UPDATED: Earthquakes aren’t common in Scandinavia, so a 4.7 shake on the Richter Scale got lots of media attention in Norway on Monday. The early morning quake was registered in the North Sea between Norway’s West Cape and the Færø Islands, around 138 kilometers west of Florø.
Initially registered at 5.1 on the Richter Scale, it was “an unusually strong quake,” according to geologists, and strong enough to prompt Norwegian state oil company Equinor to temporarily shut down production on its Snorre B platform in the North Sea. It’s located close enough to the epicenter of the quake that Equinor wanted to be sure there was no damage. Underwater robots confirmed that everything was “normal,” no damage was detected and production was starting up again later in the day.
One worker on duty on the platform told state broadcaster NRK that the platform suddenly began to vibrate when the quake struck. “It felt like a large wave that can hit the platform in extreme weather,” said Ingemund Steinsund, “but the weather was good, so it didn’t feel right.” He’s worked on the Snorre B for nearly 20 years.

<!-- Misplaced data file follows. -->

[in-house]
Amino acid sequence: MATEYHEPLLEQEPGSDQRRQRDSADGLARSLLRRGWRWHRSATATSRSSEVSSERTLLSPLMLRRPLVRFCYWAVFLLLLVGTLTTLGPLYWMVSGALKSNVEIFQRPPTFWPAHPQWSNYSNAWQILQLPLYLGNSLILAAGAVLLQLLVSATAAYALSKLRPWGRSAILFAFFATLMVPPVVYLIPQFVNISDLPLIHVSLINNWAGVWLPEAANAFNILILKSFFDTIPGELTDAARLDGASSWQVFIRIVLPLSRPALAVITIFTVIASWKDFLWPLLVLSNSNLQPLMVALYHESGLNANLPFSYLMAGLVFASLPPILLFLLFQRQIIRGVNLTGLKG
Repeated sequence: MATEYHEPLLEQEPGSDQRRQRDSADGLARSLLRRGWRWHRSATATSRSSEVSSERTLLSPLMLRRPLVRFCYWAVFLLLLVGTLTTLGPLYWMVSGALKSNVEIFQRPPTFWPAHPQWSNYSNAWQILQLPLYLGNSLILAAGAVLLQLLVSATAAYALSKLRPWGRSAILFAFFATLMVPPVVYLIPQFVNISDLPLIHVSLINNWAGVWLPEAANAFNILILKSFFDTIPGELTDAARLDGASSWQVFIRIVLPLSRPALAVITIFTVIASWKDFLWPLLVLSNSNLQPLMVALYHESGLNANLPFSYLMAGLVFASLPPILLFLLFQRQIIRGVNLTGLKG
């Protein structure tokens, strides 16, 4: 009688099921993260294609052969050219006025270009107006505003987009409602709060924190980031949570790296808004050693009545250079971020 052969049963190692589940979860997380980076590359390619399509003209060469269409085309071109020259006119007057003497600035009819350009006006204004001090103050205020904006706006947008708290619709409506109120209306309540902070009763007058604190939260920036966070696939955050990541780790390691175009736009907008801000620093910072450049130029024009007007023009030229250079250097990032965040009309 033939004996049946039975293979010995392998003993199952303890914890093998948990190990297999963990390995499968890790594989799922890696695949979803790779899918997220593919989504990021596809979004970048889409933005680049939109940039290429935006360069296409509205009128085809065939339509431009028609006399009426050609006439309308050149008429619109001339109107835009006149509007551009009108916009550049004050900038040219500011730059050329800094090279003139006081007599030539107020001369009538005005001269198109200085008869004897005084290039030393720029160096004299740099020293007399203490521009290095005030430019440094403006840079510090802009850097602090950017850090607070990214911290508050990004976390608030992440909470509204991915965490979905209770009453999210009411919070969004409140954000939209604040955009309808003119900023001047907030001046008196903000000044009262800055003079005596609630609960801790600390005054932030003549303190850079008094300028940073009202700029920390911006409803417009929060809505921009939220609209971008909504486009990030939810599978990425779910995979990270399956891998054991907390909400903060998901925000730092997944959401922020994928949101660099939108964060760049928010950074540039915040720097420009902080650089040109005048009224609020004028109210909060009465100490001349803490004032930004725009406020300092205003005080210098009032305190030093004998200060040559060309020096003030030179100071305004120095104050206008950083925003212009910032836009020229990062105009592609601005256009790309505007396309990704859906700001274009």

The quake was the strongest in the North Sea since 1989 and felt by lots of residents along the Norwegian coast, from Egersund in the south to Møre og Romsdal farther north. Monika Hovland Berg told state broadcaster NRK that her home at Forus in Stavanger shook and her dogs reacted to the quake. Another resident joked on social media that he thought his clothes dryer had started up by itself, while a woman thought an excavator was driving by her home.
The quake, which hit at 6:32am, was also felt in the mountains around Voss, east of Bergen. “I thought it was a helicopter flying much too low, it was a bit scary,” wrote one woman. Even a resident of Hyggen, west of Oslo and far to the south, said he felt the quake, as did residents in Øvre Eiker east of Drammen.